Sonny Webster, Great Britain’s only male weightlifter at the Rio 2016 Olympics who has called for life bans against doping cheats, has been banned from the sport for four years after testing positive for the prohibited substance ostarine.
Webster, one of the most popular British weightlifters in recent years, twice refused offers from UK Anti-Doping (UKAD) to halve the ban by admitting that he knowingly took the drug, which is used to treat osteoporosis and muscle wastage.
He said he did not suffer from either of those conditions, and although he suspected cross-contamination of legal substances, or hydration tablets, as the source he did not know how the ostarine got into his body.
"I was never going to admit to something that I had not done intentionally, regardless of the consequences," Webster told insidethegames.
"The past few months have been unbearably difficult.
He has spent his life savings in an unsuccessful attempt to prove his innocence by establishing the source of the ostarine.
"My integrity is worth far more than any amount of money," he said.
Webster, who has more than 80,000 followers, posted a full account of his situation on social media.
"The UKAD analyst testified that the amount of ostarine found in my body was the lowest that has ever been reported - four nanograms per millilitre - which would have made it near impossible to establish the source," he explained.
Webster, 23, continues to plead his innocence and says he will remain committed to the sport "that is everything I live and breathe".
The suspension, backdated to June, was not announced earlier because he has been going through an appeals process.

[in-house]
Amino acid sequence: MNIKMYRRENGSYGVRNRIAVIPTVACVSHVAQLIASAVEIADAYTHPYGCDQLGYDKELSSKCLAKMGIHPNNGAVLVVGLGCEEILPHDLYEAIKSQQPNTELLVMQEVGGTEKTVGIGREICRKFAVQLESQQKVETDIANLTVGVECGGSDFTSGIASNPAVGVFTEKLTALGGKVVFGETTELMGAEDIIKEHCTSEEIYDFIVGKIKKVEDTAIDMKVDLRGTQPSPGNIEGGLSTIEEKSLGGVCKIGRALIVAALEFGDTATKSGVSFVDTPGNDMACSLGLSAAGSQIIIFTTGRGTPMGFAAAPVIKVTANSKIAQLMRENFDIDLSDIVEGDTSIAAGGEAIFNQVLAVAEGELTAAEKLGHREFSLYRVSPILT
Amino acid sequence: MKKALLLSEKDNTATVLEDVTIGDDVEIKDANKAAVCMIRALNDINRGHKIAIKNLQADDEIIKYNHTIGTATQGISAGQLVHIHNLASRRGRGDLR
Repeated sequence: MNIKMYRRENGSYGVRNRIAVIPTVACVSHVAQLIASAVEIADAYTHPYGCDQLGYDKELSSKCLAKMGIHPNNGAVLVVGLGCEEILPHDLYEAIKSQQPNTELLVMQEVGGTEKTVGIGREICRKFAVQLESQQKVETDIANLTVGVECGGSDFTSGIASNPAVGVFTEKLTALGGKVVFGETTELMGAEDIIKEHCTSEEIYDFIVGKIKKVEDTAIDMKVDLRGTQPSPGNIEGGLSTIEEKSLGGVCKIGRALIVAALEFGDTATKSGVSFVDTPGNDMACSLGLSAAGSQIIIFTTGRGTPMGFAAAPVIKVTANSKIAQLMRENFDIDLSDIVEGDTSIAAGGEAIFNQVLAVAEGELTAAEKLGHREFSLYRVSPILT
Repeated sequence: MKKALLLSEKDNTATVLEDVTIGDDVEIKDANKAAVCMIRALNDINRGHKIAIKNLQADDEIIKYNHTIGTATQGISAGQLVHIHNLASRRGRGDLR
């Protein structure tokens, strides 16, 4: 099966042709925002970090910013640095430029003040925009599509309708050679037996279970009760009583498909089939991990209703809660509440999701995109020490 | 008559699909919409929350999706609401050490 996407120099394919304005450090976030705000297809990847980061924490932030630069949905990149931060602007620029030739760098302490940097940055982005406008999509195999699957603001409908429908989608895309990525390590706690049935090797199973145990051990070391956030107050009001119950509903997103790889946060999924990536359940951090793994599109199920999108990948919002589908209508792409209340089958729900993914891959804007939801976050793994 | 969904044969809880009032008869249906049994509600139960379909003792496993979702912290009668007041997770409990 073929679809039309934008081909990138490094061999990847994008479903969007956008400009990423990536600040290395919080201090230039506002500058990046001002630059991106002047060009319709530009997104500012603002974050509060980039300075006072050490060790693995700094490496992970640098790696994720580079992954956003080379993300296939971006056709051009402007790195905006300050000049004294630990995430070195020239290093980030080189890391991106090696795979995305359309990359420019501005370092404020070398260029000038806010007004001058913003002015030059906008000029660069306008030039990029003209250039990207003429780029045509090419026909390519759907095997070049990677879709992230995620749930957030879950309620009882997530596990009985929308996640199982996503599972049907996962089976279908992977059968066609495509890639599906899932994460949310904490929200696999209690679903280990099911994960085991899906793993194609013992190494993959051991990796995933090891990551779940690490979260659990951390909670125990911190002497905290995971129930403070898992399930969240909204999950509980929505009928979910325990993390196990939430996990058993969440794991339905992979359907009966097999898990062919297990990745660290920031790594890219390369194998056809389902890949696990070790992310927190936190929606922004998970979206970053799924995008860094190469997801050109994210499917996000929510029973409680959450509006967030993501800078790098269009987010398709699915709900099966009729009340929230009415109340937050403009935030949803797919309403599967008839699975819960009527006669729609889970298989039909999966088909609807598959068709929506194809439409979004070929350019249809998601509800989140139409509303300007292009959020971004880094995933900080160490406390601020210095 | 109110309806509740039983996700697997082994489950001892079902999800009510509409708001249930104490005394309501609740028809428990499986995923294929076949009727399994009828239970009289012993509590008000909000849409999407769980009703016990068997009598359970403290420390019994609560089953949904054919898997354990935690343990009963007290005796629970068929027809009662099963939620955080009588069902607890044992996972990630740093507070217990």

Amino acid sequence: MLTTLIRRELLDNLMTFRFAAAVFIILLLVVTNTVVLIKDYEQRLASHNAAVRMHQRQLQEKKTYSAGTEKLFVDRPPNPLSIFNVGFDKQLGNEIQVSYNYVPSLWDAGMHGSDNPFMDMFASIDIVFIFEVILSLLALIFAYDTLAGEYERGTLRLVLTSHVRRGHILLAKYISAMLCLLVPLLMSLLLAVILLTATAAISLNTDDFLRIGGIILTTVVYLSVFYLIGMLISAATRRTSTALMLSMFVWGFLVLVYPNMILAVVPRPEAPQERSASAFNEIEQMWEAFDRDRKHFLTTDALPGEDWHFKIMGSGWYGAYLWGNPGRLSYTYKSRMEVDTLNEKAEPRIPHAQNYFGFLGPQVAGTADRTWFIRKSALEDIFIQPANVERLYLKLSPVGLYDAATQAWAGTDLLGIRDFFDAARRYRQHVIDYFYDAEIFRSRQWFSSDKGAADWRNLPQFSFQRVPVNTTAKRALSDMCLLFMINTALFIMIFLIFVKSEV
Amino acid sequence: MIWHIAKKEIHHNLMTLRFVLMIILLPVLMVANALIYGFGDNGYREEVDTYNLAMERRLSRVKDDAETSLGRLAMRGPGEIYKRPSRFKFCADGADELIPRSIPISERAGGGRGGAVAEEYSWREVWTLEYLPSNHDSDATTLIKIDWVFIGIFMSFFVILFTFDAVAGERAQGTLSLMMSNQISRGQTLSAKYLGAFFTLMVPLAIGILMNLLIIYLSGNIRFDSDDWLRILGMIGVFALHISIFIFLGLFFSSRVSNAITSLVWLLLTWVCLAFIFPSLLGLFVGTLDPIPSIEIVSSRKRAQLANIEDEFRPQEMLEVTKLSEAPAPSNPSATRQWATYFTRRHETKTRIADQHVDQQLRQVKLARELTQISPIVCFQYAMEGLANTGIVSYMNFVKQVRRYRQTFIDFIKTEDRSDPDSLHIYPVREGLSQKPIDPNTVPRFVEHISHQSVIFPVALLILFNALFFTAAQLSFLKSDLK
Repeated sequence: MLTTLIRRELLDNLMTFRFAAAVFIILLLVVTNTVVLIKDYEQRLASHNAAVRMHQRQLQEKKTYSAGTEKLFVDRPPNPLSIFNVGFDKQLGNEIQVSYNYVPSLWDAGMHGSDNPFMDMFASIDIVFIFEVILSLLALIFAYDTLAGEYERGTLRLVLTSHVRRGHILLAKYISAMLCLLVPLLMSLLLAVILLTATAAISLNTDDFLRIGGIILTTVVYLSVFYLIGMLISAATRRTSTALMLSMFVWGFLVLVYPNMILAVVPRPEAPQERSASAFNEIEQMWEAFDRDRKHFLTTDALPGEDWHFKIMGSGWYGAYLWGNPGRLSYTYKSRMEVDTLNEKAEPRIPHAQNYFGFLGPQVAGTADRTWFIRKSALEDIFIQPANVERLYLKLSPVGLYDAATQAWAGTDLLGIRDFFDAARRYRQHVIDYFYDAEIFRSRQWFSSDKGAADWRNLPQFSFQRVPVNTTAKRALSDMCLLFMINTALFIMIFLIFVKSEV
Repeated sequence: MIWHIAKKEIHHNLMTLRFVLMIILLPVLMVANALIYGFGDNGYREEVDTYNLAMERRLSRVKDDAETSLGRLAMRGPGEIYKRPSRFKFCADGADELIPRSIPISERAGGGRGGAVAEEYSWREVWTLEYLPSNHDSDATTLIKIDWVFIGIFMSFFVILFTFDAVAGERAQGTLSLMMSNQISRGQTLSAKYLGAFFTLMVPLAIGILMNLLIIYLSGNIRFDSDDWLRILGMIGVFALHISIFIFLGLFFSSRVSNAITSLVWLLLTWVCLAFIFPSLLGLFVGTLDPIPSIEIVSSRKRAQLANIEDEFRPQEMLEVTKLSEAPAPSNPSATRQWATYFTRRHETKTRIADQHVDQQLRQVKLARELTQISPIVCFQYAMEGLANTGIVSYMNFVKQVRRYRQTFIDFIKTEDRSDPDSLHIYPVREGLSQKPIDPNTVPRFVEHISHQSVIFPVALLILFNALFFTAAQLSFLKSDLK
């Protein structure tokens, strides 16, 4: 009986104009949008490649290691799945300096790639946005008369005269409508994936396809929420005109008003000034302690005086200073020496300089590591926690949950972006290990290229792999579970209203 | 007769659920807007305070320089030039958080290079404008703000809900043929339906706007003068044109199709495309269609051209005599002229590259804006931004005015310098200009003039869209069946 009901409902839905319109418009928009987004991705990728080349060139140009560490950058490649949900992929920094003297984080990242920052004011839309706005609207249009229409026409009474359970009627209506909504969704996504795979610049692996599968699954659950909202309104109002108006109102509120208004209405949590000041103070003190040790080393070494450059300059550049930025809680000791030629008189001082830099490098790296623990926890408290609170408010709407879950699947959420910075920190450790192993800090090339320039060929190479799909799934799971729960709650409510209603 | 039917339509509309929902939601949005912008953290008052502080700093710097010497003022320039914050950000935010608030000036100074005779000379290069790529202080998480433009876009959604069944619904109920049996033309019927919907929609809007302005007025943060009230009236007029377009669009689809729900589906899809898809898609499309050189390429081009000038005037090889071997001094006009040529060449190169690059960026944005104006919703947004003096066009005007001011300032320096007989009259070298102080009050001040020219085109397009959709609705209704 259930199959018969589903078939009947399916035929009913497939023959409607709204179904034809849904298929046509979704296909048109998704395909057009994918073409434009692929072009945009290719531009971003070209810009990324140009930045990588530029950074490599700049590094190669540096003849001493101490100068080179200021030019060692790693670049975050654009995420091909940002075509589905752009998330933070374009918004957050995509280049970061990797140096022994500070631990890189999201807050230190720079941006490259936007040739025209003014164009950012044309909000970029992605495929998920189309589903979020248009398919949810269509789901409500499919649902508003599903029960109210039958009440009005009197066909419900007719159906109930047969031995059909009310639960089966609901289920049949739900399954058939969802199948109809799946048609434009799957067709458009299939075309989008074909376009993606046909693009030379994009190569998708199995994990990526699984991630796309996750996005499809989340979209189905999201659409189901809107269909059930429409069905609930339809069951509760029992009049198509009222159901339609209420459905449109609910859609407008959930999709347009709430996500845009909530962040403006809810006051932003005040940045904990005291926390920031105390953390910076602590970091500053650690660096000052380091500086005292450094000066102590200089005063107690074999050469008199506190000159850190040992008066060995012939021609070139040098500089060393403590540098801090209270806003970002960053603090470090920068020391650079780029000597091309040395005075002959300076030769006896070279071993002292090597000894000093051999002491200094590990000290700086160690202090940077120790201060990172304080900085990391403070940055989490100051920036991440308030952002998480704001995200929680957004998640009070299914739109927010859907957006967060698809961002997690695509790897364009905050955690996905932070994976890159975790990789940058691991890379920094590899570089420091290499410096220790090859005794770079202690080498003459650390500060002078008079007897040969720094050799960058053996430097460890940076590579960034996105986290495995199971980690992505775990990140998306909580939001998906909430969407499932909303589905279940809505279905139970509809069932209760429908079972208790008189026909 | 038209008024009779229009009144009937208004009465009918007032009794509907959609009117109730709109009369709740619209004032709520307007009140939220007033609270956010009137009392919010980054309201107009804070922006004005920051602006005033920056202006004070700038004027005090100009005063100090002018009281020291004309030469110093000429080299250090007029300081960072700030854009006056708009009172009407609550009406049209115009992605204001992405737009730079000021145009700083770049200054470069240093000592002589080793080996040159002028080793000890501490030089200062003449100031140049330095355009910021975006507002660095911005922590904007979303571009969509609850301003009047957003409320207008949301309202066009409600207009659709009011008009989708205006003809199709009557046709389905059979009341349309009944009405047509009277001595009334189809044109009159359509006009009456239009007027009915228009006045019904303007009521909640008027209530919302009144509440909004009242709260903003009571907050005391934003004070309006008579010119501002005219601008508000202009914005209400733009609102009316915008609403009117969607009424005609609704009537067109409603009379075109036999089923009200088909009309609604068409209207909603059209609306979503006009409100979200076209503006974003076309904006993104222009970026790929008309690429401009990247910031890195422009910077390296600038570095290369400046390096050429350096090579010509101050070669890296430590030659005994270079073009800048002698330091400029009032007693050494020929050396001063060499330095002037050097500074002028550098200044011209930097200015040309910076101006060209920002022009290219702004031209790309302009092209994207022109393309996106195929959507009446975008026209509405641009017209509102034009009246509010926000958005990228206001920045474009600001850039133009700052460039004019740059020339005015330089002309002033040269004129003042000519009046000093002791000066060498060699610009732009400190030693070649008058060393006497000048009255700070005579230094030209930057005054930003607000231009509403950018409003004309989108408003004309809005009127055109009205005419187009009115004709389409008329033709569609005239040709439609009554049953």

"I take full responsibility for what is in my body," said Webster, who has been tested "nearly 50 times" since the age of 16.
He felt the length of suspension ban was "wholly unjustified in comparison to athletes who cheat intentionally" and said he was still "a massive supporter of the maximum ban".
"As an honest athlete who has infringed the rules unintentionally I have first-hand experience of the injustice that the system can cause," Webster said.
The 94 kilograms lifter, who last competed in the European Championships in April, welcomed testers into his home in May for an out-of-competition test when he would have been within his rights to ignore their call.
"The positive was out of my allocated testing hour, which means had I not answered the door then there would have been no consequences," Webster explained.
"As I had nothing to hide I was happy to welcome the testers into my home.
"I regularly promote clean sport and everything I have achieved is down to hard work alone."
Webster’s best performance came in 2016, when he totalled 346kg at the British Championships.
He was fifth in the Glasgow 2014 Commonwealth Games and 14th at Rio 2016.
He is the top-ranked British lifter in the Commonwealth rankings at 94kg, in sixth place, and had he been available he would have competed for England the Commonwealth Games in Gold Coast, Australia next April.
His place is expected to be taken by Edmon Avetisyan, who totalled 331kg at the World Championships for Britain in Anaheim on Sunday (December 3).
That was 6kg less than Webster’s best effort this year, but Avetisyan has lifted more in a non-qualifying event.
Webster is known by rival competitors as "the guy with the hat" because he wears a baseball cap while competing.
In Rio, he said he was "the first weightlifter to wear a snapback at the Olympic Games".
A statement from British Weight Lifting (BWL) confirmed the suspension, which ends at midnight on June 13, 2021, and said, "BWL has a zero tolerance approach to the use of any prohibited substance and firmly advocates clean sport".
"Whilst it is hugely disappointing that a British Olympic weightlifter has been found to have taken a prohibited substance we will continue to test, educate and work with all our lifters…to promote and provide a clean sport," said Ashley Metcalfe, chief executive of BWL.
"This out-of-competition test and suspension demonstrates that there is no place to hide for lifters who have been found to have taken a prohibited substance."
The BWL statement comes on the first day of a two-day meeting in Lausanne at which the International Olympic Committee will decide whether weightlifting will retain its Olympic status beyond 2020.